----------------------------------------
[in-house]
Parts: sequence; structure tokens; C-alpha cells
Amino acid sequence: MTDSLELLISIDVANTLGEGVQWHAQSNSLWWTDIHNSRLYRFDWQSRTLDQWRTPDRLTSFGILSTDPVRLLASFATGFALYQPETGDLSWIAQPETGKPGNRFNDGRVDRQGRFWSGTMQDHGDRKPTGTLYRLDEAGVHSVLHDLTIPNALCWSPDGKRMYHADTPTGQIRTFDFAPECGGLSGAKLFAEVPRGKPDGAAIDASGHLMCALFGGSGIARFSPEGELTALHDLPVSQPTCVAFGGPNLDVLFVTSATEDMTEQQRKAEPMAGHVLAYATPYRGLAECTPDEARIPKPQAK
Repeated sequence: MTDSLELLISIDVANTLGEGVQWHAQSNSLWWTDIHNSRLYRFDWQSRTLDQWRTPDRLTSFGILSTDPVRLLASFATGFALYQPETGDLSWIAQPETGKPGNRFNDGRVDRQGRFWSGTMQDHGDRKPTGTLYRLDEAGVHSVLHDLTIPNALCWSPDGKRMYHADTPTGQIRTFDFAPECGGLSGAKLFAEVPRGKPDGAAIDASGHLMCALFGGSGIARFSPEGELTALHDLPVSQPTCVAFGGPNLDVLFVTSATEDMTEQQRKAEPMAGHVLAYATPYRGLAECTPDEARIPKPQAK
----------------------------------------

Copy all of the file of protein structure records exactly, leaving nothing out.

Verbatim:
[in-house]
Parts: sequence; structure tokens; C-alpha cells
Amino acid sequence: MTDSLELLISIDVANTLGEGVQWHAQSNSLWWTDIHNSRLYRFDWQSRTLDQWRTPDRLTSFGILSTDPVRLLASFATGFALYQPETGDLSWIAQPETGKPGNRFNDGRVDRQGRFWSGTMQDHGDRKPTGTLYRLDEAGVHSVLHDLTIPNALCWSPDGKRMYHADTPTGQIRTFDFAPECGGLSGAKLFAEVPRGKPDGAAIDASGHLMCALFGGSGIARFSPEGELTALHDLPVSQPTCVAFGGPNLDVLFVTSATEDMTEQQRKAEPMAGHVLAYATPYRGLAECTPDEARIPKPQAK
Repeated sequence: MTDSLELLISIDVANTLGEGVQWHAQSNSLWWTDIHNSRLYRFDWQSRTLDQWRTPDRLTSFGILSTDPVRLLASFATGFALYQPETGDLSWIAQPETGKPGNRFNDGRVDRQGRFWSGTMQDHGDRKPTGTLYRLDEAGVHSVLHDLTIPNALCWSPDGKRMYHADTPTGQIRTFDFAPECGGLSGAKLFAEVPRGKPDGAAIDASGHLMCALFGGSGIARFSPEGELTALHDLPVSQPTCVAFGGPNLDVLFVTSATEDMTEQQRKAEPMAGHVLAYATPYRGLAECTPDEARIPKPQAK